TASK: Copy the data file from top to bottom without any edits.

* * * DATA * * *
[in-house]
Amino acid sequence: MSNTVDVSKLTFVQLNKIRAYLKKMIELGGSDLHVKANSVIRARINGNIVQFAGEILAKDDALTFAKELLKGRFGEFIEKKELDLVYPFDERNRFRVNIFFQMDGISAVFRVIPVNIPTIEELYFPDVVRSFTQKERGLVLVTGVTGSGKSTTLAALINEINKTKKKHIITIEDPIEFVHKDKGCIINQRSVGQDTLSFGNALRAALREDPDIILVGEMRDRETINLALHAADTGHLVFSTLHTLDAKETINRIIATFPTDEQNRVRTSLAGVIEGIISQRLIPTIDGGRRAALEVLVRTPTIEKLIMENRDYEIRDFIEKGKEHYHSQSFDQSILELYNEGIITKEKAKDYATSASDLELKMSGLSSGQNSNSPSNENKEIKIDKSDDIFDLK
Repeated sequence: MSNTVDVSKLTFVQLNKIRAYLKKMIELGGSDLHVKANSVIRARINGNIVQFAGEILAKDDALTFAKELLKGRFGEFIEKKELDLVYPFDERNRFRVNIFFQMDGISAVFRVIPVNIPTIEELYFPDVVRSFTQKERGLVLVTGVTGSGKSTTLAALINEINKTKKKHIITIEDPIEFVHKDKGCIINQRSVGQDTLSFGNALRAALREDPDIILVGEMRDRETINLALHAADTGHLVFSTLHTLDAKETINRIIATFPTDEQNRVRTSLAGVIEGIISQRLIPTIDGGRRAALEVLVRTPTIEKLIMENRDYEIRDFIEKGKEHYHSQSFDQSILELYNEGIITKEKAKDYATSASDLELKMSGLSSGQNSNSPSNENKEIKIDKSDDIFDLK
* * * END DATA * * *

[in-house]
Amino acid sequence: MSNTVDVSKLTFVQLNKIRAYLKKMIELGGSDLHVKANSVIRARINGNIVQFAGEILAKDDALTFAKELLKGRFGEFIEKKELDLVYPFDERNRFRVNIFFQMDGISAVFRVIPVNIPTIEELYFPDVVRSFTQKERGLVLVTGVTGSGKSTTLAALINEINKTKKKHIITIEDPIEFVHKDKGCIINQRSVGQDTLSFGNALRAALREDPDIILVGEMRDRETINLALHAADTGHLVFSTLHTLDAKETINRIIATFPTDEQNRVRTSLAGVIEGIISQRLIPTIDGGRRAALEVLVRTPTIEKLIMENRDYEIRDFIEKGKEHYHSQSFDQSILELYNEGIITKEKAKDYATSASDLELKMSGLSSGQNSNSPSNENKEIKIDKSDDIFDLK
Repeated sequence: MSNTVDVSKLTFVQLNKIRAYLKKMIELGGSDLHVKANSVIRARINGNIVQFAGEILAKDDALTFAKELLKGRFGEFIEKKELDLVYPFDERNRFRVNIFFQMDGISAVFRVIPVNIPTIEELYFPDVVRSFTQKERGLVLVTGVTGSGKSTTLAALINEINKTKKKHIITIEDPIEFVHKDKGCIINQRSVGQDTLSFGNALRAALREDPDIILVGEMRDRETINLALHAADTGHLVFSTLHTLDAKETINRIIATFPTDEQNRVRTSLAGVIEGIISQRLIPTIDGGRRAALEVLVRTPTIEKLIMENRDYEIRDFIEKGKEHYHSQSFDQSILELYNEGIITKEKAKDYATSASDLELKMSGLSSGQNSNSPSNENKEIKIDKSDDIFDLK